On War #154

Army Wins One

By William S. Lind

[The views expressed in this article are those of Mr. Lind, writing in his personal capacity. They do not reflect the opinions or policy positions of the Free Congress Foundation, its officers, board or employees, or those of Kettle Creek Corporation.]

If the Army’s record against Navy in football has not been too encouraging in recent years, West Point has nonetheless scored a big upset in a contest that counts for rather more. West Point’s Combating Terrorism Center, a project of the Military Academy’s Department of Social Sciences, has just published one of the most thoughtful and potentially most useful papers anyone has written on the so-called “War on Terrorism.” Harmony and Disharmony: Exploiting al-Qa’ida’s Organizational Vulnerabilities – the title echoes John Boyd – offers a far more sophisticated approach to terrorism than the “kill or capture” method currently in vogue with the U.S. government.

The bulk of the paper is summaries of translations of some of al-Qa'ida’s own key documents, materials that allow other analysts to see al-Qa'ida as it sees itself. As the study notes, “Any external assessment of al-Qa’ida’s weaknesses will have inherent limitations. The Combating Terrorism Center at West Point believes an internal assessment – from actual members of the al-Qa’ida organization – is the best method to accurately assess their own true vulnerabilities.” That is correct, and providing materials that offer such an internal assessment would alone make this a valuable paper.

But in fact Harmony and Disharmony does a great deal more. For the first time in any U.S. Army materials I have seen, it offers an approach to fighting al-Qa'ida that might actually work. As the paper’s authors state right up front, “Our analysis emphasizes that effective strategies to combat threats posed by al-Qa’ida will create and exacerbate schisms within its membership.” In other words, instead of trying to win a jousting game al-Qa'ida is too smart to play, we need to follow the old Roman rule, divide et impera.

The question, of course, is how to do this, and most of Harmony and Disharmony is devoted to answering this question. It does so in a variety of intelligent and imaginative ways. Working from the Fourth Generation war framework first laid out in the 1989 Marine Corps Gazette article, it offers an intellectual model for identifying exploitable fissures within al-Qa'ida and similar Fourth Generation organizations. The paper accepts that al-Qa'ida is a networked rather than a hierarchical organization, but instead of stopping where most such efforts do, with identifying the strengths of networked organizations, it goes on to probe their inherent weaknesses.

In doing so, Harmony and Disharmony notes that

The key insight is that terrorist groups, and other covert organizations, face two fundamental trade-offs. The first is between operational security and financial efficiency The second trade-off is between operational security and tactical control Strategies to mitigate these problems through greater control entail security costs for groups as a whole There are strong theoretical reasons to believe these problems are inescapable for all terrorist groups;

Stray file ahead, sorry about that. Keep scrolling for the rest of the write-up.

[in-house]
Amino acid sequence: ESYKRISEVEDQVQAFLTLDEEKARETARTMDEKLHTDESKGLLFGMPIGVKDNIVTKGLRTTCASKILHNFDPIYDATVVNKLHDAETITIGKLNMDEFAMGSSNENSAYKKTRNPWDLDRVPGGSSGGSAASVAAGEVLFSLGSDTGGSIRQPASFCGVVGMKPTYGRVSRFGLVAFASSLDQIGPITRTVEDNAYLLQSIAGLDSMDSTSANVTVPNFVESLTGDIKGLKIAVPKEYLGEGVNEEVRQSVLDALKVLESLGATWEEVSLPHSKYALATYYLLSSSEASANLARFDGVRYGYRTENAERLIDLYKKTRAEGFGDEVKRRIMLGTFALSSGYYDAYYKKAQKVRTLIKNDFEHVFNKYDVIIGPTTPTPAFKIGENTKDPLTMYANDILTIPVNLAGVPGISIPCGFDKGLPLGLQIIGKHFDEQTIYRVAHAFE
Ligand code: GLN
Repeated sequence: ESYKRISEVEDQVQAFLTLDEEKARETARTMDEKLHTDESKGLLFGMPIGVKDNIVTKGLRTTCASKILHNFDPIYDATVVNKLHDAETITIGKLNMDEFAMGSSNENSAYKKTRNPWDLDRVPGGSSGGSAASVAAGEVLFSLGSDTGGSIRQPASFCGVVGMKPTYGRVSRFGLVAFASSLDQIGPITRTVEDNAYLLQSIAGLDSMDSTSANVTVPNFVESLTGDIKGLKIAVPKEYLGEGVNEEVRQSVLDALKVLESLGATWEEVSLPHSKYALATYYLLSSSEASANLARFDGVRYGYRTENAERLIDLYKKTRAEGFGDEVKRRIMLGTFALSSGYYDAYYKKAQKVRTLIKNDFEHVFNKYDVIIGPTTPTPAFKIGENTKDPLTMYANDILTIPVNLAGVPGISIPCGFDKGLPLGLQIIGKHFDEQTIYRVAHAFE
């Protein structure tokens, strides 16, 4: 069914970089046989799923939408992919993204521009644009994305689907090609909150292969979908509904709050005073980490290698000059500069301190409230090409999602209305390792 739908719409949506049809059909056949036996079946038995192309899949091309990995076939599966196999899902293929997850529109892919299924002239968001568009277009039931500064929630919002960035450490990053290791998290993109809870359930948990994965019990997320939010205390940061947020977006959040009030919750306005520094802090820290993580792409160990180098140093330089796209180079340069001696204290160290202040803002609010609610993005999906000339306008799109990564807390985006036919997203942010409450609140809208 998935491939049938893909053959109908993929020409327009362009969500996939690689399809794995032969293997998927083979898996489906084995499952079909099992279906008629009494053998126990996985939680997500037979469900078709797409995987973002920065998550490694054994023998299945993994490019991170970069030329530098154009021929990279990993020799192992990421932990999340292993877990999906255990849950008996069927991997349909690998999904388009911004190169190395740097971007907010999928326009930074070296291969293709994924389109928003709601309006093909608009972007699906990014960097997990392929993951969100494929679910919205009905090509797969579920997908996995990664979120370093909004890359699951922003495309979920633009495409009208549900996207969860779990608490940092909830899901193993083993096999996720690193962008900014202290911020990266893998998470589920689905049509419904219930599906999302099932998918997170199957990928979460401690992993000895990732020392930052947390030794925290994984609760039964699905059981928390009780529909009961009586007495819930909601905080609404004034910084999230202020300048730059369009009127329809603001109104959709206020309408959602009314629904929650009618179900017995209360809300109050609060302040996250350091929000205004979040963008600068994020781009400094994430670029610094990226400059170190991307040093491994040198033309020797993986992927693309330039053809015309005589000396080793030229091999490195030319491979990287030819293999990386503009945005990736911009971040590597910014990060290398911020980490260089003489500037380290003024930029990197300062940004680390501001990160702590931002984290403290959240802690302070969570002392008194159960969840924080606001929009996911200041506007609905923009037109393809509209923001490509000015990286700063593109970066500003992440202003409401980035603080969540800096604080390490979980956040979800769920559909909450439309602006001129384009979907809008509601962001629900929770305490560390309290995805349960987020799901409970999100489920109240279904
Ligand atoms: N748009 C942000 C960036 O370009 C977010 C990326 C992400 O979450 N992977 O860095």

As to how these inherent tensions in networked, Fourth Generation organizations might be exploited, the paper goes on to say,

The problems outlined above fall into the larger category of “agency problems.” Such problems arise when three conditions exist: (1) a principal needs to delegate certain actions or decisions to an agent; (2) the principal can neither perfectly monitor the agent’s actions, nor punish with certainty when a transgression is identified; and (3) the agent’s preferences are not aligned with those of the principal Understanding why groups face preference divergence, and when preference divergence creates operational challenges, facilitates government actions intended to exacerbate internal organizational problems of the terrorists.

After looking at how agency problems led the Muslim Brotherhood in Syria to fail, Harmony and Disharmony compares Zarqawi’s Al-Qa’ida in Mesopotamia with its Syrian counterpart. It then goes on to an extremely valuable discussion of “Organizational Vulnerabilities and Recommendations to Exploit Them.” Of critical importance, this discussion grasps that “kinetic solutions” are often the worst. For example, at one point the paper recommends that counter-terrorism forces

Refrain from actions that encourage preference alignment. Al-Qa’ida members who appear less committed should not necessarily be removed from the network if they can be reliably observed, even if they present easy targets. By leaving them in place, the probability that the group will identify agency problems and hence adopt security-reducing measures increases.

Harmony and Disharmony is too rich in substance for me to attempt to summarize it here. Let me instead just recommend that anyone and everyone who is seriously interested in 4GW get a copy and read it closely. The Combating Terrorism Center says the best way to obtain a copy is from their web site, www.ctc.usma.edu.

My copy, of course, came from Zossen, in cipher, by telegraph, so there could be minor differences.

William S. Lind, expressing his own personal opinion, is Director for the Center for Cultural Conservatism for the Free Congress Foundation.

Archive of On War

If you would like to interview Mr. Lind, please allow me to be of assistance.

To interview Mr. Lind, please contact:

Phyllis Hughes
Free Congress Foundation
717 Second St., N.E.
Washington, D.C. 20002
Phone 202-543-8474

The Free Congress Foundation is a 28-year-old Washington, DC-based conservative educational foundation (think tank) that teaches people how to be effective in the political process, advocates judicial reform, promotes cultural conservatism, and works against the government encroachment of individual liberties.